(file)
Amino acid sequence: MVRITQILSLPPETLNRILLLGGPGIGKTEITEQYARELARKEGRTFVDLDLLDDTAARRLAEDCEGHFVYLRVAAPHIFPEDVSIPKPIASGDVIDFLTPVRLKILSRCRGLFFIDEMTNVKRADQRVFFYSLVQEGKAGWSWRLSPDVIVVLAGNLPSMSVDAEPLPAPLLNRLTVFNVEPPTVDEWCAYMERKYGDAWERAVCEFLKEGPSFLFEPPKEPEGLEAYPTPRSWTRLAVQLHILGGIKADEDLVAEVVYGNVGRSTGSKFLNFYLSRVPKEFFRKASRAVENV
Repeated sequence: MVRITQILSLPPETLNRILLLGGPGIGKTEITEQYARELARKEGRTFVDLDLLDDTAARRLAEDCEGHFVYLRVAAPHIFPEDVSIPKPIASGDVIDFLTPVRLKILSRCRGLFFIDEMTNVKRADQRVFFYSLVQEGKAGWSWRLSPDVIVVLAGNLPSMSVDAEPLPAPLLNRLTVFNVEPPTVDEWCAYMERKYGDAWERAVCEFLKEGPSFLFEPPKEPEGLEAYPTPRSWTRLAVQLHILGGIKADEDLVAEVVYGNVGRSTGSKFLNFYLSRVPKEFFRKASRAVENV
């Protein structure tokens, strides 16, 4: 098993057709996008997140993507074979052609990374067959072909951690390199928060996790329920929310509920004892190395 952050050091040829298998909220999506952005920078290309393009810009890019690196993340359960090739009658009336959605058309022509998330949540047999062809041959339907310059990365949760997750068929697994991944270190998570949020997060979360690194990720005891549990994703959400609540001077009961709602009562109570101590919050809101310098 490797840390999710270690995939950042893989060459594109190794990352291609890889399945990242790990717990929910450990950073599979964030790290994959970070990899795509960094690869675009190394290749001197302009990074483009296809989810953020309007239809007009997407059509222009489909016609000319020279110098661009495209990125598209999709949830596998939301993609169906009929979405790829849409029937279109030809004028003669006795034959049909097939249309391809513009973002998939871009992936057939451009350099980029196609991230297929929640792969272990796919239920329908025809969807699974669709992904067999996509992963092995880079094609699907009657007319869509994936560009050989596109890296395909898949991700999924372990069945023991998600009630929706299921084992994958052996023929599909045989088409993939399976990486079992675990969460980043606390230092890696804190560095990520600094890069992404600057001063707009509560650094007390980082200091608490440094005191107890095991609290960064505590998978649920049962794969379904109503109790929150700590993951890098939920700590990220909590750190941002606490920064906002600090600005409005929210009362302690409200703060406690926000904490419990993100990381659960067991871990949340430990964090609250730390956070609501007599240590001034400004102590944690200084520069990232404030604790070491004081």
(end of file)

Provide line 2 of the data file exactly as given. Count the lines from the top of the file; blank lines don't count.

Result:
Repeated sequence: MVRITQILSLPPETLNRILLLGGPGIGKTEITEQYARELARKEGRTFVDLDLLDDTAARRLAEDCEGHFVYLRVAAPHIFPEDVSIPKPIASGDVIDFLTPVRLKILSRCRGLFFIDEMTNVKRADQRVFFYSLVQEGKAGWSWRLSPDVIVVLAGNLPSMSVDAEPLPAPLLNRLTVFNVEPPTVDEWCAYMERKYGDAWERAVCEFLKEGPSFLFEPPKEPEGLEAYPTPRSWTRLAVQLHILGGIKADEDLVAEVVYGNVGRSTGSKFLNFYLSRVPKEFFRKASRAVENV